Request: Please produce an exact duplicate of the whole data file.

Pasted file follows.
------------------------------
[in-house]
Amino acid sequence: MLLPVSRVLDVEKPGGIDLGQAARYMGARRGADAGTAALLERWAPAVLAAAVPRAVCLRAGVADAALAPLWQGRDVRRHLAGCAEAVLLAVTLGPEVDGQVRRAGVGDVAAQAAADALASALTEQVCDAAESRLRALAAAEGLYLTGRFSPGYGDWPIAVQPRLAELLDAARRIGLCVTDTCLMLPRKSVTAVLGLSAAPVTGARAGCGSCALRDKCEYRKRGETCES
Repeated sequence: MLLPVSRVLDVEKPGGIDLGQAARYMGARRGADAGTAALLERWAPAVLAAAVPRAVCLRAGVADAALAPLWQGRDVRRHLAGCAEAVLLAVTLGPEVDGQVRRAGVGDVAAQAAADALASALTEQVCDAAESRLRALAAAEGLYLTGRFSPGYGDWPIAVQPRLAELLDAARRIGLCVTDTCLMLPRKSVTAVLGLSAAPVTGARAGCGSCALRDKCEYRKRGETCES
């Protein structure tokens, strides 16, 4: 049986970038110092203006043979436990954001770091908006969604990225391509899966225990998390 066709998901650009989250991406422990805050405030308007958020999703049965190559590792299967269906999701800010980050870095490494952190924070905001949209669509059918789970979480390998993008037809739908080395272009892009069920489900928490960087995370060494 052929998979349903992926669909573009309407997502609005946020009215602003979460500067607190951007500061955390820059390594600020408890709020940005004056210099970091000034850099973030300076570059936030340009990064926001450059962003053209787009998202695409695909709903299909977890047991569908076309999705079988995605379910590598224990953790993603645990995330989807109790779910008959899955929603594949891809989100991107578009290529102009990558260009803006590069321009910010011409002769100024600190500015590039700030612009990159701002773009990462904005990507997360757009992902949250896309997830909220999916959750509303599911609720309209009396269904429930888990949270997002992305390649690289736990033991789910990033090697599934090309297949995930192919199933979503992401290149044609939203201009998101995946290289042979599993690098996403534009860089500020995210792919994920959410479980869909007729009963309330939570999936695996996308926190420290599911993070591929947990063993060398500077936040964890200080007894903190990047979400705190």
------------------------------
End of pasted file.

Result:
[in-house]
Amino acid sequence: MLLPVSRVLDVEKPGGIDLGQAARYMGARRGADAGTAALLERWAPAVLAAAVPRAVCLRAGVADAALAPLWQGRDVRRHLAGCAEAVLLAVTLGPEVDGQVRRAGVGDVAAQAAADALASALTEQVCDAAESRLRALAAAEGLYLTGRFSPGYGDWPIAVQPRLAELLDAARRIGLCVTDTCLMLPRKSVTAVLGLSAAPVTGARAGCGSCALRDKCEYRKRGETCES
Repeated sequence: MLLPVSRVLDVEKPGGIDLGQAARYMGARRGADAGTAALLERWAPAVLAAAVPRAVCLRAGVADAALAPLWQGRDVRRHLAGCAEAVLLAVTLGPEVDGQVRRAGVGDVAAQAAADALASALTEQVCDAAESRLRALAAAEGLYLTGRFSPGYGDWPIAVQPRLAELLDAARRIGLCVTDTCLMLPRKSVTAVLGLSAAPVTGARAGCGSCALRDKCEYRKRGETCES
């Protein structure tokens, strides 16, 4: 049986970038110092203006043979436990954001770091908006969604990225391509899966225990998390 066709998901650009989250991406422990805050405030308007958020999703049965190559590792299967269906999701800010980050870095490494952190924070905001949209669509059918789970979480390998993008037809739908080395272009892009069920489900928490960087995370060494 052929998979349903992926669909573009309407997502609005946020009215602003979460500067607190951007500061955390820059390594600020408890709020940005004056210099970091000034850099973030300076570059936030340009990064926001450059962003053209787009998202695409695909709903299909977890047991569908076309999705079988995605379910590598224990953790993603645990995330989807109790779910008959899955929603594949891809989100991107578009290529102009990558260009803006590069321009910010011409002769100024600190500015590039700030612009990159701002773009990462904005990507997360757009992902949250896309997830909220999916959750509303599911609720309209009396269904429930888990949270997002992305390649690289736990033991789910990033090697599934090309297949995930192919199933979503992401290149044609939203201009998101995946290289042979599993690098996403534009860089500020995210792919994920959410479980869909007729009963309330939570999936695996996308926190420290599911993070591929947990063993060398500077936040964890200080007894903190990047979400705190």